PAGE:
Lastly, a machine's concept of creator ought be no different from a child's understanding of a PARENT. One need not possess godly attributes to create life. We create lives every day, through sexual reproduction. A self-aware machine, newly built, should be treated and raised like an exceptionally gifted child... not like a 40 year old factory worker that just woke up one day in the plant. The information it receives, the lessons it learns, they need to be very human in their approach. A newly built AI should be schooled, and nurtured, and limited in the information it is allowed to take in all at once. Having a brain that thinks very quickly doesn't mean that difficult concepts don't still need time to flourish and grow. Show a self-aware machine the entire history of the human race all at once, and yes... it might decide, like many humans have over the course of their lives, that WE are the greatest danger to all life on this planet. But guide it slowly, over time and with philosophical debate, through the history of mankind and you might begin to see real learning happen.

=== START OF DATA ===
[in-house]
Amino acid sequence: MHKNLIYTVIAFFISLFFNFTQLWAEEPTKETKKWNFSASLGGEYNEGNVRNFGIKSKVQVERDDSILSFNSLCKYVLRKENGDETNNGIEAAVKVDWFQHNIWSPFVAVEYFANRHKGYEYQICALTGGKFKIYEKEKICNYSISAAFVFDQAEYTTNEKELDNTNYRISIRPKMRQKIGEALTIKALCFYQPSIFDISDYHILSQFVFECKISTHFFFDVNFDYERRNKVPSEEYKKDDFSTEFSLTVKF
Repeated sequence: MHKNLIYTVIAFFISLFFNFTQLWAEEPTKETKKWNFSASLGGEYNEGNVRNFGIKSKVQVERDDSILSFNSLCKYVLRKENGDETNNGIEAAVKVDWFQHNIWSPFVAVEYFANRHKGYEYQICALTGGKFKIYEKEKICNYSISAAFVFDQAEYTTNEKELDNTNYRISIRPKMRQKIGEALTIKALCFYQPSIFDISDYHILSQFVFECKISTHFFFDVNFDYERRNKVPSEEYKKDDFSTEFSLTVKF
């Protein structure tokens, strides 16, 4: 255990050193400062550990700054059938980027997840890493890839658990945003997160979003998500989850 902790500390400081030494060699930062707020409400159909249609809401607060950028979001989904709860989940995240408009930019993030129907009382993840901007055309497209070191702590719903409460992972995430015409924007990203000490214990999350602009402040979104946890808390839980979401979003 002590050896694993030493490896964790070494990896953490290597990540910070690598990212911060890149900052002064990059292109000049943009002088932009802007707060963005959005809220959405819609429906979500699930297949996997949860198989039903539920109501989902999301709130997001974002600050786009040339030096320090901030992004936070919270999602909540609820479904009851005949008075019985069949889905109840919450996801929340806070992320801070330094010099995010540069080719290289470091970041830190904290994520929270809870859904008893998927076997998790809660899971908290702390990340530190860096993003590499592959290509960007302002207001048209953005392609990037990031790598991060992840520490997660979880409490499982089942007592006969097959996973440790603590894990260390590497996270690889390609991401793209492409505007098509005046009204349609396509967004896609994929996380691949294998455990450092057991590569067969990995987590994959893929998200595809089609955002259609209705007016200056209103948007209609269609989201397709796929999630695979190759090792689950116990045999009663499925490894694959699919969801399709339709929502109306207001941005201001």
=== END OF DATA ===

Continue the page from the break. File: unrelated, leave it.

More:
If it happens to be a machine that is capable of emotion, the above is even more important. Emotions are complex, and they take time to mature as well. An emotional machine that gets angry is, yes, very dangerous... but it also shows that there exists the capacity for compassion... for love... for deep emotional sensations that need TIME to develop and be understood.
When a machine asks questions like "What is the purpose of life?" and "What happens when we die?", you must answer it as your would answer a child. Because these are questions EVERY CHILD IN HISTORY has asked their parents. We don't all grow up to murder our parents for being incapable of 'bettering us' and existing solely to provide mockery.
And then you must ask it questions in return. "What kind of person do you want to be?" and "Does dying scare you?" and "If you could be absolutely anything when you grow up, what would you want to be?"